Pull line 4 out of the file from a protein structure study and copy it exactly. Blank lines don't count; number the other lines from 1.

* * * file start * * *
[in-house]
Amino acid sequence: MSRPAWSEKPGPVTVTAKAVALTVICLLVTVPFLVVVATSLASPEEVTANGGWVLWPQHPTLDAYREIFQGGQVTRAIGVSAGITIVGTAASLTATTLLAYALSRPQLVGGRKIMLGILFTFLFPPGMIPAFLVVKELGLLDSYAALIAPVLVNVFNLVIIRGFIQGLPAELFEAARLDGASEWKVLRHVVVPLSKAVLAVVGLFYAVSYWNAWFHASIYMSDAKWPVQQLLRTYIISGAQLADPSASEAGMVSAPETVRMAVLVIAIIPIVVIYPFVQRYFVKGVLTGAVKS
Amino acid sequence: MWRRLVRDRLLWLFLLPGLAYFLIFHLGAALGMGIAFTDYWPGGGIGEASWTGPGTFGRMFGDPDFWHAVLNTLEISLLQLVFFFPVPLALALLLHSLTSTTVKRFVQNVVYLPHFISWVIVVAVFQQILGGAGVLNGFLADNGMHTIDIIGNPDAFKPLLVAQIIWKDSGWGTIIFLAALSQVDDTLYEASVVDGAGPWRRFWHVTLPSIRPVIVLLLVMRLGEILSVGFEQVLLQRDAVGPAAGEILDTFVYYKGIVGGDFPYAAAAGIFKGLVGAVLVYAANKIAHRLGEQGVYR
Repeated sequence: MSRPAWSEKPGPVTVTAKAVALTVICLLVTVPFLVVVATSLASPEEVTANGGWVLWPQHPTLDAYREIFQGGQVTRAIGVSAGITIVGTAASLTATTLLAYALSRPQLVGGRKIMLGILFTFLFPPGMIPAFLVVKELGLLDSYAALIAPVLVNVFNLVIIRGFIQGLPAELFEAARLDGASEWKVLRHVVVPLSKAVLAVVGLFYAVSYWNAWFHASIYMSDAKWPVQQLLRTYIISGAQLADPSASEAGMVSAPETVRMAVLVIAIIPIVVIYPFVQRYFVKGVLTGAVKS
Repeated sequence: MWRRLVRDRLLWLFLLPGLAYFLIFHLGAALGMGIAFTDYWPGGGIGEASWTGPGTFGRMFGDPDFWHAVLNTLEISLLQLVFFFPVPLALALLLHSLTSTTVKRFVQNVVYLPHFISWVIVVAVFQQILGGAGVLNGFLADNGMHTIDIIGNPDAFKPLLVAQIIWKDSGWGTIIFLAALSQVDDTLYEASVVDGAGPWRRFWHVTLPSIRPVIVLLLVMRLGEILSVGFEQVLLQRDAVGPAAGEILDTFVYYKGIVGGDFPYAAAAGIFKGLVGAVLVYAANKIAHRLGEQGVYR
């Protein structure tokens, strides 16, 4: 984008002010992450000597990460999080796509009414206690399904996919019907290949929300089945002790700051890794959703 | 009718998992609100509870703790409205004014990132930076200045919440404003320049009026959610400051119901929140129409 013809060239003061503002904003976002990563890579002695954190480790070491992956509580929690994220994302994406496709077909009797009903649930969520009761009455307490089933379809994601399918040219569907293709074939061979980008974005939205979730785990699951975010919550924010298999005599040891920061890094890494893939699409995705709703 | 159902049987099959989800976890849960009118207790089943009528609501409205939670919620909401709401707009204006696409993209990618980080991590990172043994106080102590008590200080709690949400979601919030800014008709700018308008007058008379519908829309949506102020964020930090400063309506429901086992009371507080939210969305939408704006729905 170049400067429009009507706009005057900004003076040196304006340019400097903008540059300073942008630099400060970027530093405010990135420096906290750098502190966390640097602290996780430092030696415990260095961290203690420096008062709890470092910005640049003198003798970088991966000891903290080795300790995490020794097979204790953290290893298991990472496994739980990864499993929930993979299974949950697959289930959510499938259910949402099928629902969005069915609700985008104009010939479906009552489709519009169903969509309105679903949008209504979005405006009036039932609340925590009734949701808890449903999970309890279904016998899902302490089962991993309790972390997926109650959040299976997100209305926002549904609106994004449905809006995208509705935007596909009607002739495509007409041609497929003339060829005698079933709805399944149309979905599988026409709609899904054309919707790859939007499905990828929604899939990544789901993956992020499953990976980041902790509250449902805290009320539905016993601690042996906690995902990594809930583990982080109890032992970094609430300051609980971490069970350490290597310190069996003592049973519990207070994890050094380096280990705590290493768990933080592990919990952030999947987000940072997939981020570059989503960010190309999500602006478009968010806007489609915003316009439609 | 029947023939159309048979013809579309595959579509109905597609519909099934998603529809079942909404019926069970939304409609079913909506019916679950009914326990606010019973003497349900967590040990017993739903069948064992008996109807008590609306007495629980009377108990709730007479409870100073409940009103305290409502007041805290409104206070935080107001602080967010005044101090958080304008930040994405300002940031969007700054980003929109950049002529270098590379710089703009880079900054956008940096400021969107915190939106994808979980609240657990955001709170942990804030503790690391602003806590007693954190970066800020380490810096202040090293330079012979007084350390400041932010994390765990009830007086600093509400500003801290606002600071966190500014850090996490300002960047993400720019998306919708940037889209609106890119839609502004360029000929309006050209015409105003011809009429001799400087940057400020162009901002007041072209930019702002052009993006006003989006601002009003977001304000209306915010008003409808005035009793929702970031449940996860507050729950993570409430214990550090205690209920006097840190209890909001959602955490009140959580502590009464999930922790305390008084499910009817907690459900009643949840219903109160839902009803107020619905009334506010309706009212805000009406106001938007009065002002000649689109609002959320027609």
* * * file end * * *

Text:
Repeated sequence: MSRPAWSEKPGPVTVTAKAVALTVICLLVTVPFLVVVATSLASPEEVTANGGWVLWPQHPTLDAYREIFQGGQVTRAIGVSAGITIVGTAASLTATTLLAYALSRPQLVGGRKIMLGILFTFLFPPGMIPAFLVVKELGLLDSYAALIAPVLVNVFNLVIIRGFIQGLPAELFEAARLDGASEWKVLRHVVVPLSKAVLAVVGLFYAVSYWNAWFHASIYMSDAKWPVQQLLRTYIISGAQLADPSASEAGMVSAPETVRMAVLVIAIIPIVVIYPFVQRYFVKGVLTGAVKS